This is about an Artist, Photographer, Mother and Teacher.
Joan Dorothy Bancroft was a talented artist and one of the original members of the O’Hanlon Sight & Insight Art Center in Mill Valley. She was active with the Mill Valley community in the 1960s and early 1970s, ranging from being a Girl Scout leader to working at the Family Service League Store, as well as participating in the Homestead Valley Community Garden Co-op and the Stolte Grove Bach-to-Mozart Festivals. Joan became interested in Buddhism and spent a great deal of time at the Green Gulch Zen Center.
In the 1970s things started to change. There were episodes of intense anger and intense paranoia. It was scary to be around her. Joan was diagnosed as “psychotic” and she became a different person. She drifted away from her friends and family – she did not know her children.
We were told that our mother was “psychotic” and we should stay away from her because she would frighten us. What we didn’t know until just recently was that her diagnosis was schizophrenia.
She never knew she had a mental illness and refused all medications because she believed she was perfectly fine.
For the next 40 years her constant companions were cameras, pens, and notepads. Joan left behind hundreds of handwritten notes, lists, poems, and musings along with thousands of photographs, collages and sketches. These ephemera contain layers and clues about her life which profoundly document the world as she knew it. There are messages for and about our world through the mind of a different type of consciousness.
This person was my mother, psychotic or not, and after almost 40 years she became my teacher. Even though she did not recognize me as a family member, she started to believe that I was one of her “many pupils from around the world.” I was finally recognized by her, but in a totally different way. She told me about her daughters who had been taken away by “them” and replaced by robots. Later she told me her daughters had been killed by the dangerous fish.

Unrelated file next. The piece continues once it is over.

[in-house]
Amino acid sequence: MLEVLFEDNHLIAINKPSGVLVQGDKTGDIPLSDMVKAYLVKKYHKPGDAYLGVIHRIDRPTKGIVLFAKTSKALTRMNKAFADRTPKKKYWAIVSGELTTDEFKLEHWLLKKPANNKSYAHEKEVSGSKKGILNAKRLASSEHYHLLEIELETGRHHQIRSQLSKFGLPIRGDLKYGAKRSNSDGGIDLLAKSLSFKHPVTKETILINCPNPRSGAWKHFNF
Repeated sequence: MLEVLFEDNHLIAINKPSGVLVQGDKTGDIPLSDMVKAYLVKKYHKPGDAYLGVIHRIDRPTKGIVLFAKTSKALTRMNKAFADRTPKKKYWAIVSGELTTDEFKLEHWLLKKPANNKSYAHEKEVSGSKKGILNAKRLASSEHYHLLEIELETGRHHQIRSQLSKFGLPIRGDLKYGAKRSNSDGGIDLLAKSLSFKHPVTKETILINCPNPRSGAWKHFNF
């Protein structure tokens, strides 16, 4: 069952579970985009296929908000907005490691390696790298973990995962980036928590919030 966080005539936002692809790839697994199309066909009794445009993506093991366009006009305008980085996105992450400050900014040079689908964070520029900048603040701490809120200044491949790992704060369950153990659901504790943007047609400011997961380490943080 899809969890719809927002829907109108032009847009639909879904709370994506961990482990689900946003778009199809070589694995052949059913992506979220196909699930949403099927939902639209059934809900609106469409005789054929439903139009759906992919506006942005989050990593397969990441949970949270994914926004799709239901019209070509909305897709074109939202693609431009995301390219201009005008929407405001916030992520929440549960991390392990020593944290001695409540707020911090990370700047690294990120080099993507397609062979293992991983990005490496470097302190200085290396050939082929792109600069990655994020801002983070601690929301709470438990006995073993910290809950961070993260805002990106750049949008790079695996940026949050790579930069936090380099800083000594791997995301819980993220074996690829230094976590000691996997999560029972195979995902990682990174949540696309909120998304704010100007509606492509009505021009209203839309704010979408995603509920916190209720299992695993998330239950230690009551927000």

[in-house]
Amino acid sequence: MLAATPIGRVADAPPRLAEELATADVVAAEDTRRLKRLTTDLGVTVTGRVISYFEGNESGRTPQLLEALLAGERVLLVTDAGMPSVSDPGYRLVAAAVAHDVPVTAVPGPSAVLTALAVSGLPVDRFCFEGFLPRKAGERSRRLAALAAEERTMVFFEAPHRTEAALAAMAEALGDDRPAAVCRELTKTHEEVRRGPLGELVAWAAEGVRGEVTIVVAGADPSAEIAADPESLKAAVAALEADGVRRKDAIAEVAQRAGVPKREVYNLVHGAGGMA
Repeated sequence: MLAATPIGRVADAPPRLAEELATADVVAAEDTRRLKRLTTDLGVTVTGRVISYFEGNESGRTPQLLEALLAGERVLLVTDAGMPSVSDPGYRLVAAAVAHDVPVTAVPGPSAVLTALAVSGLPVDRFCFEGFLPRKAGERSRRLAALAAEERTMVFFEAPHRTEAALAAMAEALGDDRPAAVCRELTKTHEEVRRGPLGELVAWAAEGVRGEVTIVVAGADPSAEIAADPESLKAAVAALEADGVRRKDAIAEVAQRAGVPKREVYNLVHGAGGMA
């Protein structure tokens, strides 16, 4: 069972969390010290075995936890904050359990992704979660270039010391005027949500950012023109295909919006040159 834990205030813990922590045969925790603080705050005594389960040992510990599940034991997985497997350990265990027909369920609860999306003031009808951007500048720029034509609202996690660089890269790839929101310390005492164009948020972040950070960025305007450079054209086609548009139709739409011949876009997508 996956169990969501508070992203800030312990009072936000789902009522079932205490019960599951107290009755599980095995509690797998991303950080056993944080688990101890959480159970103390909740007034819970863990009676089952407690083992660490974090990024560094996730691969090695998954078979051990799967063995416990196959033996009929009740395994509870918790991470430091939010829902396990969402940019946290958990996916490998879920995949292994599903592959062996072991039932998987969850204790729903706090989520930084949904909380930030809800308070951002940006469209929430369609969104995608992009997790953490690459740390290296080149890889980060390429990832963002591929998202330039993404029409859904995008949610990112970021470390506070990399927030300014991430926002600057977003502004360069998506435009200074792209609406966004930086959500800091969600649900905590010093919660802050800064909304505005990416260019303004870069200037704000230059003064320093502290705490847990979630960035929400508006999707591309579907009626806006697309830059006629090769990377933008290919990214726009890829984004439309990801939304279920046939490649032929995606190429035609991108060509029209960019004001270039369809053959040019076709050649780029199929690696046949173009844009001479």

For three weeks I was able to hear her stories and learn the meaning of some of her collages. I was amused and honored to be designated her “financial adviser” even though she had no finances, she believed that “they” had stolen her pension and retirement funds. And, I was able to bring her some items that she really wanted including a “cheap watch that would last at least a year,” peach yogurt and “Virgin Mary Olive Oil.” It was a shock when she passed away so quickly because I was hoping to have several months to be with her and experience her reality. One cannot make up for 40 years in three weeks nor can one even began to grasp anything about the realm of schizophrenia in that short period of time – unless of course you have schizophrenia.
With this site, I am sharing my mother’s story and the world she lived in. This is a world that we may not understand but – through my mother’s writings, photographs, collages, sketches and fashion – can provide insight into “our world” and the people who inhabit and bridge both of these worlds.
Joan Dorothy Bancroft, my mother, passed away peacefully on April 15, 2014 at the age of 84. She was a native of Providence, Rhode Island and had been a resident of Marin County for the past 55 years.
She called herself De Jure J.D. Bancroft